To succeed at anything you do, you have to be able to flow with the time and circumstances. When the times favour an advance, advance with vigour. When it is better to retreat, do so with haste. Advance and retreat are a natural part of life and success. To retreat when you should advance leads to missed opportunities. To advance when you should retreat leads to disaster. But how then will you know when to retreat? There are a few signs to look out for. Read on to find out.
I-Ching: Hexagram 7; Six in the Fourth Place
The army retreats. No blame.
In the face of a superior enemy, with whom it would be hopeless to engage in battle, an orderly retreat is the only correct procedure, because it will save the army from defeat and disintegration. It is by no means a sign of courage or strength to insist upon engaging in a hopeless struggle regardless of circumstances.
1. Inadequate Preparations
An army that was not prepared risked defeat in battle. This needless slaughter and loss of life would weaken the nation militarily and financially. Thus, a wise general would not risk battle when his troops lacked supplies, training and equipment to fight well. He would also be cautious when he did not know the strength and situation of the enemy forces. Instead, he would retreat to buy time to turn things around.
Olympic athletes train for years to compete in an event. Students study for months to take an exam. Much time, effort and research goes into the design of a business proposal. Preparations are vital to the success of any endeavour. If you are not prepared to succeed, it is better to retreat and try again next time.
2. Unfavourable Situation
A wise leader learned to avoid the enemy if it had superior numbers, better equipment, adequate supplies and the strategic position. When the situation favoured the enemy, it was folly to attack him. Instead, the wise general retreated to preserve the lives of his men. That way, he could wait for the situation to favour him and attack.
Situational factors can work against your chances of success. If you have only been with a company for a few months, it will be hard to ask your boss for a raise. This is simply because you have not done enough to show why you deserve it. Asking for a raise under such circumstances is likely to meet with rejection. It would be better to retreat from doing so for now. Instead, work hard and look out for opportunities to show why you deserve a raise.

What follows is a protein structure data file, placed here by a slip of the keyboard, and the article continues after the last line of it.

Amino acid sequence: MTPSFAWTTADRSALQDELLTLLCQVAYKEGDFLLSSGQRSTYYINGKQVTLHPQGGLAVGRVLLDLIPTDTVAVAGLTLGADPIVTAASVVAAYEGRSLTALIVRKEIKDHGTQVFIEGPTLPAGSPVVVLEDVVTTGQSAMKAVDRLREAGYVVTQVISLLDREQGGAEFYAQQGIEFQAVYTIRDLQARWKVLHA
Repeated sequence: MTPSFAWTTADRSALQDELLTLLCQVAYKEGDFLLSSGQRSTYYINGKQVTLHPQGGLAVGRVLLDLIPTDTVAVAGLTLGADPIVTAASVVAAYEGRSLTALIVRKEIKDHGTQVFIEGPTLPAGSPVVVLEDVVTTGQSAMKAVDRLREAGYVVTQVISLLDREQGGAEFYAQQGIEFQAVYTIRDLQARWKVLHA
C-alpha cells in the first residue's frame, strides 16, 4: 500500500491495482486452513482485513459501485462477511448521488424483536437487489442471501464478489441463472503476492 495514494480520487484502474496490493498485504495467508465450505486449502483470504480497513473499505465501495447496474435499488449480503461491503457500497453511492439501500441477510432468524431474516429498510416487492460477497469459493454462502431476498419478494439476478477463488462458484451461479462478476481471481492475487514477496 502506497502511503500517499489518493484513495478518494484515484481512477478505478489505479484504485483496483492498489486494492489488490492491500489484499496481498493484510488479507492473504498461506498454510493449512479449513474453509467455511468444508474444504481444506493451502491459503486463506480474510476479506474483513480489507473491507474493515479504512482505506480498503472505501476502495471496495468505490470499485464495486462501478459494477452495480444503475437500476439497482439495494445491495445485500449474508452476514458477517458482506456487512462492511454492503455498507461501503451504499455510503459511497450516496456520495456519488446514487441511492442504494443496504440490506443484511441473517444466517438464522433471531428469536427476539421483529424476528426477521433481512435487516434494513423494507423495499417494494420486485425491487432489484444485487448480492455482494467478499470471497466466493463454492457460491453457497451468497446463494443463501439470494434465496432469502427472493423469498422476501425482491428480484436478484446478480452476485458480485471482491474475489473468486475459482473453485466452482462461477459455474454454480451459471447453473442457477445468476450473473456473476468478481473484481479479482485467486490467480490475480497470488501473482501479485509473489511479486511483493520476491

3. Bad Timing
Timing was crucial to warfare. An army that attacked at the right moment, when the enemy was vulnerable, could score a huge win with little casualties. But if an army attacked when the enemy was fully prepared, it could lead to defeat and severe losses. Thus, timing could easily turn the tide of battle. If the times did not favour an attack, it would be better to retreat than to risk costly losses.
Timing is everything. When the time is right, every action you make reaps double the rewards. When the time is not right, all the effort you put in amounts to nothing. If you wish to discuss a relationship problem with your partner, it would not be a good idea to approach them when they are in foul mood. Not only will he or she be defensive, you will face great resistance in trying to get your message across. During such times, it would be better to retreat and await a better timing to bring up the subject.
4. No Confidence in Succeeding
Confidence was vital in battle. If an able general believed he could win after assessing the situation, it was likely he would do so. But if the able general did not believe he could win, it was unlikely that he would. In the latter case, it was wiser to retreat and preserve his strength.
If you do not feel confident of success, it is better not to attempt something. Firstly, you lack the confidence to surmount the odds you face. Secondly, a half-hearted attempt could destroy your future chances of success if you fail. Lastly, failure in this case could cause you needless humiliation. Retreat would be more prudent. Not only will you conserve your strength and avoid failure, you can prepare for success when the moment arises.
When the odds are against you, it is unwise to engage in a struggle that you cannot win. There is no glory in defeat or failure. Worsening matters, defeat and failure might lead to losses you cannot afford. When the times are not favourable for an advance, it is better to retreat early to preserve your strength. To do so at the right moment means you will live to fight another day at a time and place of your own choosing. Thus retreating when you should is in harmony with your times and circumstances.
What are your thoughts on retreat? Are there any other circumstances you should retreat from which I have missed out?
The I Ching or Book of Changes. Translated by Richard Wilhelm, Cary F. Baynes. New Jersey: Princeton University Press; 3rd edition, 1967.